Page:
E-retail in UK to Grow Big, To Become 50% of Total Sales by 2020 - E-retail sales in the U.K. will grow by 110% in the next 10 years, reaching 123 billion pounds ($186.7 billion) in 2020, predicts trade association the Interactive Media in Retail Group and technology and consulting company Capgemini in its 10th annual report on online sales. Moreover, the report suggests that online retail will account for half of all retail purchases by 2020 and retailers’ online presences will influence most other retail sales.  <>

Hedgeye Retail’s Take:  This has got to be one of the more bullish studies on e-commerce we’ve seen.  Historically, the a direct business has tapped out at around 13% of total retail sales, but this suggests otherwise.  If this holds true, we’re likely to see retail real estate enter a slump while margins (in theory) should rise.


Mango Ramps Store Growth - Spanish fast fashion retailer Mango plans to open about 60 new stores in China this year and double the number of stores around the world in five years from 1,400 stores that they currently hold to almost 3,000. CEO of Mango, Enric Casi, stressed that the company’s long-term goal is "to be present in all cities of the world, exceeding its average of three openings a week, approximately 150 new stores a year”. <>

Hedgeye Retail’s Take:  Without getting into the nuances of Mango’s business, any retailer looking to double its store base over a 5 year period, globally, is likely to hit some speed bumps along the way.  Growth for the sake of growth does not appear to be a concern for the Spanish retailer at the moment.  Clearly the family ownership structure keeps Mango less worried about outside concerns.


More Taiwanese Shoemakers Moving to the Mainland - In view of ever-increasing wages and currency fluctuation, Taiwanese shoe manufacturers have been relocating their business focus to the mainland in order to meet the growing domestic demand, according to the China Leather Industry Association.  <>

Hedgeye Retail’s Take:  More inflation drivers.


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US Growth Continues To Slow...

Conclusion: the June ISM Non-Manufacturing report supports Hedgeye’s Bear Market Macro theme for Q3.


This morning ISM released its Non-Manufacturing report for June. Relative to May’s reading of 55.4, this morning’s 53.8 should be seen for what it is – a sequential slowdown in growth on a month-over-month basis.


We like to think our risk management process is duration agnostic. That is, we consume immediate term data within the framework of a multi-duration model (TRADE, TREND, and TAIL). From an immediate term (TRADE) and intermediate term (TREND) perspective, what’s clear in the chart below is that the slope of the line has turned negative. What was probably less obvious to the bulls is how this morning’s ISM Non-Manufacturing report fits within the context of the longer term picture.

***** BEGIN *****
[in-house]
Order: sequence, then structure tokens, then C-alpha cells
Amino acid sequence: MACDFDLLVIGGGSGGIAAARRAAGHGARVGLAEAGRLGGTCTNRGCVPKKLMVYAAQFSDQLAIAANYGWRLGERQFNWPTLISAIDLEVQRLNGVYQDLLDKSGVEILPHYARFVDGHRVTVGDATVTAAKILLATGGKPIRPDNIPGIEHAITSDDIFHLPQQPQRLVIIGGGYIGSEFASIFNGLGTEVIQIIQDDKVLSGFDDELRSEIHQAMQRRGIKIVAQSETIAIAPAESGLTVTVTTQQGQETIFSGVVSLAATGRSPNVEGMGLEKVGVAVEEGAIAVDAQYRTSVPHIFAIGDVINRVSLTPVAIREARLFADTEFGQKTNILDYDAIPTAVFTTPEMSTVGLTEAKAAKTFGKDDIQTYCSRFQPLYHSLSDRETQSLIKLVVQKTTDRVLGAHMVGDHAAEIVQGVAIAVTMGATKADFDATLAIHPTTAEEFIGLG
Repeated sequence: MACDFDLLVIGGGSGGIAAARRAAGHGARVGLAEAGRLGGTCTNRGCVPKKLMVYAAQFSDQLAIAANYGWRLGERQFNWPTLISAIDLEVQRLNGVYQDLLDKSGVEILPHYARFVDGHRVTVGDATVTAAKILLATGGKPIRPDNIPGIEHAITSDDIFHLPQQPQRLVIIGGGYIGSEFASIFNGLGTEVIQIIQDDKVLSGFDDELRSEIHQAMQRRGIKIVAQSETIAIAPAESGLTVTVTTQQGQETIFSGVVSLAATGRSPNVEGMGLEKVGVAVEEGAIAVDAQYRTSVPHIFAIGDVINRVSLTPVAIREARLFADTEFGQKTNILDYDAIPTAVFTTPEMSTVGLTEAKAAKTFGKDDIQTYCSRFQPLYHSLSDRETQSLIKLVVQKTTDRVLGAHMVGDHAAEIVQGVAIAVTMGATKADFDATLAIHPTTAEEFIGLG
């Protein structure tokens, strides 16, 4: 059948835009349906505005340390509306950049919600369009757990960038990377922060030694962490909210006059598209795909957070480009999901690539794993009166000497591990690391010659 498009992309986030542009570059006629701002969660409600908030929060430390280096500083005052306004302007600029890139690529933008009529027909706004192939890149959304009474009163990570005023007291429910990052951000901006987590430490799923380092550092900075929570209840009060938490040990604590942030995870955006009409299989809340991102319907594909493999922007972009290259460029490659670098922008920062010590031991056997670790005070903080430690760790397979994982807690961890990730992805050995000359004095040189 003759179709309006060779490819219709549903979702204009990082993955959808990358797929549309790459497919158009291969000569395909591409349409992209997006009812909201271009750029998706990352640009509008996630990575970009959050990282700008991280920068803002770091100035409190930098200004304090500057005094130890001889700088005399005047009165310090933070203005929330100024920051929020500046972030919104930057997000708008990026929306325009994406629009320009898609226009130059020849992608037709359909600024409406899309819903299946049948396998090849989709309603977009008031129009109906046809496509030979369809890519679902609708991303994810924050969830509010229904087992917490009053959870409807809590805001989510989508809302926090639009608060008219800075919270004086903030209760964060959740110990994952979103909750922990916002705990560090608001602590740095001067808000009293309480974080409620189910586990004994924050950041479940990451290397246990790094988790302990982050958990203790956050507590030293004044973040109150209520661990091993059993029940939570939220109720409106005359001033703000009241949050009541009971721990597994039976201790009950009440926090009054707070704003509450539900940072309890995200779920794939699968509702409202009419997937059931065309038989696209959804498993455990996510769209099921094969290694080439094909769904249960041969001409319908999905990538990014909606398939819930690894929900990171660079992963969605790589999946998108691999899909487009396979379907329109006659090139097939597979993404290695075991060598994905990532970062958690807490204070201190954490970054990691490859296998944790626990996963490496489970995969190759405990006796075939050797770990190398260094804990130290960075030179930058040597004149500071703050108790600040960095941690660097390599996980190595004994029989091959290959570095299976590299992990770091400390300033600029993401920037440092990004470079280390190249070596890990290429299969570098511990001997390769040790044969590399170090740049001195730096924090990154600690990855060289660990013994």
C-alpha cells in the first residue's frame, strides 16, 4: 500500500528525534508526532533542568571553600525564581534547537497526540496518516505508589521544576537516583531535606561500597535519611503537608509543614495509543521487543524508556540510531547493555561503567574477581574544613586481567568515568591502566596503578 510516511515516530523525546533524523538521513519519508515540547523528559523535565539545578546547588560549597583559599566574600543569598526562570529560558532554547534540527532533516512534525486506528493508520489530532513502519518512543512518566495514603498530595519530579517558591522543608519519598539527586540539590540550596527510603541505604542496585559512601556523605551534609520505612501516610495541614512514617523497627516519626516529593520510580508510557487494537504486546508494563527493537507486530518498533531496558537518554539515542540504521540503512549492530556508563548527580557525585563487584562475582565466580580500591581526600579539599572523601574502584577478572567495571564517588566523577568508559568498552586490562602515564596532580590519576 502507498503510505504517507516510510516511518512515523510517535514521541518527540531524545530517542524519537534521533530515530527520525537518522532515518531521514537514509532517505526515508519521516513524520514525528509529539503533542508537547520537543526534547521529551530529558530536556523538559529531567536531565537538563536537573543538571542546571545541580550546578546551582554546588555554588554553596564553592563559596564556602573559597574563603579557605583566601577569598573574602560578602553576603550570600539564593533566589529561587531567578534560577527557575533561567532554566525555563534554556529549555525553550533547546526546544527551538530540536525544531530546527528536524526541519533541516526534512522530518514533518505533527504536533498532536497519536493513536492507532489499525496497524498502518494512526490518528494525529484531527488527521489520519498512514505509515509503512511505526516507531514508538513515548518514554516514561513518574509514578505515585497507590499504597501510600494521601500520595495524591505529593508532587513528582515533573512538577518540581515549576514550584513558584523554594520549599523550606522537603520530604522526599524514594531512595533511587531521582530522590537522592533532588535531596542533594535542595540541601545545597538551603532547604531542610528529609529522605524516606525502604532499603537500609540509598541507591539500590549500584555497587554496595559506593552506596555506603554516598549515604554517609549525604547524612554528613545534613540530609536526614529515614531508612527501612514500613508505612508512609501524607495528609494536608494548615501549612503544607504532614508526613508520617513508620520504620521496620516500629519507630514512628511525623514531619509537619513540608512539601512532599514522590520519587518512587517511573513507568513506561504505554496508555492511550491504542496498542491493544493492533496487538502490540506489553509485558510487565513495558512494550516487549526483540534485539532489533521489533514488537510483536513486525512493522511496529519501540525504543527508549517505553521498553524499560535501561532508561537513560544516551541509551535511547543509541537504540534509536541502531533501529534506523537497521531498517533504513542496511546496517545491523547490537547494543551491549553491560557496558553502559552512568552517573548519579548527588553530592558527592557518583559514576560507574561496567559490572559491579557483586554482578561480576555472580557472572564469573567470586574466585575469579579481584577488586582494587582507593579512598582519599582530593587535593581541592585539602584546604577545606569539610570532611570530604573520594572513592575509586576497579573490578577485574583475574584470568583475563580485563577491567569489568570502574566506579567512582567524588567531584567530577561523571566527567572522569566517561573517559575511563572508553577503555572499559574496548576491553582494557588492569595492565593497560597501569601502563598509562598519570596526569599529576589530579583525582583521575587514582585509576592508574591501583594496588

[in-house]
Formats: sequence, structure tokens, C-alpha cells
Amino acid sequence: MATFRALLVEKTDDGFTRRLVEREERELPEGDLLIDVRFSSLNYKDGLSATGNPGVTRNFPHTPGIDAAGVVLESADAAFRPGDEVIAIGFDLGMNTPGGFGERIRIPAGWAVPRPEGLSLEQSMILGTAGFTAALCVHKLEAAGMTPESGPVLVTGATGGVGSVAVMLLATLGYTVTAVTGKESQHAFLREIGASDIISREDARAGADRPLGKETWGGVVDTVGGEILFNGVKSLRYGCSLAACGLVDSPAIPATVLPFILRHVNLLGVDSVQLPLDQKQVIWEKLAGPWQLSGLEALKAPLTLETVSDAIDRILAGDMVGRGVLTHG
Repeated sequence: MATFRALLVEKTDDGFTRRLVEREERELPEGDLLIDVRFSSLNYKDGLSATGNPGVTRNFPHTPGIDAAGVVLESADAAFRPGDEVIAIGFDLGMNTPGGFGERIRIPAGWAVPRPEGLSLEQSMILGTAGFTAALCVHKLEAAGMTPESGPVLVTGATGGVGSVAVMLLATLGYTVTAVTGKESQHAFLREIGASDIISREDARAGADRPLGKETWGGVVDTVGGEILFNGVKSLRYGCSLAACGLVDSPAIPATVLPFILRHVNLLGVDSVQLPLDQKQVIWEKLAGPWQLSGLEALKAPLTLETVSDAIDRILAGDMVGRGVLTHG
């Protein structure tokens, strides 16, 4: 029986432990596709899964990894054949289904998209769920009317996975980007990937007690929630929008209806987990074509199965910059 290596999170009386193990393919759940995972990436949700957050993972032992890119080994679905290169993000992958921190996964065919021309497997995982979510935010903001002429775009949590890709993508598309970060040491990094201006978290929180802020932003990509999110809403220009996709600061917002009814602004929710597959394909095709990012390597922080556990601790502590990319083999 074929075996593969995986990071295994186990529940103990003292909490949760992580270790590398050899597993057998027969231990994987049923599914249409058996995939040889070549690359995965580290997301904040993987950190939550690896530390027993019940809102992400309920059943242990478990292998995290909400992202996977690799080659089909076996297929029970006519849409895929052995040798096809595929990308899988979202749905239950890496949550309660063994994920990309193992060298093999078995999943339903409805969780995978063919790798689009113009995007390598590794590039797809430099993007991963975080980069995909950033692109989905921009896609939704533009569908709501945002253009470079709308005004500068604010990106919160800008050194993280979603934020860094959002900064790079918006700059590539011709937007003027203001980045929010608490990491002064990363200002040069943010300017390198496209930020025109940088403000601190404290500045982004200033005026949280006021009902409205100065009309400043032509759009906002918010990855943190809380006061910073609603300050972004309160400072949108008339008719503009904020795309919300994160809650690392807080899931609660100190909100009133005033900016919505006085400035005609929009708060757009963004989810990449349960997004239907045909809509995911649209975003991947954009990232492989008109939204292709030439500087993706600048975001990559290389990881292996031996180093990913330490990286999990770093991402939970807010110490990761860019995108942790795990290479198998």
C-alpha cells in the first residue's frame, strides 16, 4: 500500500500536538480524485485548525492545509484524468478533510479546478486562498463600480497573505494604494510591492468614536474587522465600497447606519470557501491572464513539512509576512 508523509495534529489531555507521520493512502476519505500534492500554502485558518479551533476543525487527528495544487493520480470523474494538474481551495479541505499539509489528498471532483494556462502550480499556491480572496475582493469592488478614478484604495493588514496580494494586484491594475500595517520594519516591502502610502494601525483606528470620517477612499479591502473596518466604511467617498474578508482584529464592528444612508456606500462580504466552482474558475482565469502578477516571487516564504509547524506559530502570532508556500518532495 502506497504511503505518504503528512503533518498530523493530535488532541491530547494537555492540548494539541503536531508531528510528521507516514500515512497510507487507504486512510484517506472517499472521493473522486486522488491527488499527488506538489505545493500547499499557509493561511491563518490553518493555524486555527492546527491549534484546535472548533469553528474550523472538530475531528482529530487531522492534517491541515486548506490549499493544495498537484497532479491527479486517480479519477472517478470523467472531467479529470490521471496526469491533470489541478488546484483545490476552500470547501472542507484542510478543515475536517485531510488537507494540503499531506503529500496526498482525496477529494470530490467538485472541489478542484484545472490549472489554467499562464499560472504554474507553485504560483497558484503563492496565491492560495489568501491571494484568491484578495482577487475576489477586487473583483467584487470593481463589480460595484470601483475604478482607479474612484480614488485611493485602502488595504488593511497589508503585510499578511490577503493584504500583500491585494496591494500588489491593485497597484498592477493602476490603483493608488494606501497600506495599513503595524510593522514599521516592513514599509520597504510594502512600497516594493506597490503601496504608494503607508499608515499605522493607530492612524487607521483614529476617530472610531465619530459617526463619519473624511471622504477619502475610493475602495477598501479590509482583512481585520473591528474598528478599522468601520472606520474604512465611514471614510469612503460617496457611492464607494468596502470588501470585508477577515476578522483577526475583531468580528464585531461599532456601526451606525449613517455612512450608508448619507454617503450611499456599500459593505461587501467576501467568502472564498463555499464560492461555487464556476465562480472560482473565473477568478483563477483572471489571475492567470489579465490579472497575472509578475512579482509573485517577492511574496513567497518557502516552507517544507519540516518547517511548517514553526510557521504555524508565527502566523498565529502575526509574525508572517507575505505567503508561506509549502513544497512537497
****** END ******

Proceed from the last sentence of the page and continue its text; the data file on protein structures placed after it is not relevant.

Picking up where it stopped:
We have circled 2 monthly reports with red circles – June of 2007 and 2010. What’s most interesting to us now is considering not only how elevated a reading of 53.8 is relative to where the US Consumer can take this chart (lower), but that there is a big seasonal factor to how this country thinks about the future. This is probably why bear markets tend to growl in the summer time and capitulate in the fall. The bulls are hungry for a bid that’s based on a forward growth outlook that just isn’t coming.


We’re not calling for a crash yet, but with every fleeting rally the SP500 has to a lower-high, we are asking ourselves why we aren’t. From ISM and housing reports to weekly jobless claims, the most recent data pertaining to US economic growth is bearish. To change the course of this chart’s path to the upside in the coming months would require a hope that we aren’t brave enough to sign off on as a probable outcome.


Our refreshed (as of 1PM EST) immediate term support and resistance levels for the SP500 are now 1001 and 1052, respectively.


Keith R. McCullough
Chief Executive Officer


US Growth Continues To Slow...  - ISM Non Manufacturing

Lower Lows in Oil

Conclusion: Lower lows in the price of oil, leading economic indicators in free fall, and a disconnect in the correlation of U.S. dollar down and oil up make us bearish of oil.


As a preamble to this note, and just to clarify the title, we are not technicians.  We use closing prices as a leading indicator for future prices and fundamentals.  When there is consistently declining closing prices, or for that matter consistently increasing prices, it gives us a clue to add to a myriad of other clues, which may or may not lead to an investment action or decision.


As it relates to oil, it is has been recently causing indigestion for more than just the Obama Administration and those trying to plug the BP well in the Gulf of Mexico.  The lower lows we are seeing in the price of oil are also indicative of indigestion for those bullish of oil.


If Dr. Copper has a PH.D in economics (which after reading Paul Krugman lately, we admit a PH.D in economics doesn’t mean much), than oil certainly has an advanced degree in economics as well.  Oil, at times, tends to have a lower predictive ability of future economic growth than copper simply because there are a number of other factors, outside of pure economic growth, that tend to drive the price of oil. Most notably are geo-politics and the fact that a vast amount of oil is held by nations less than friendly to the United States -- the nation that is the largest consumer of oil.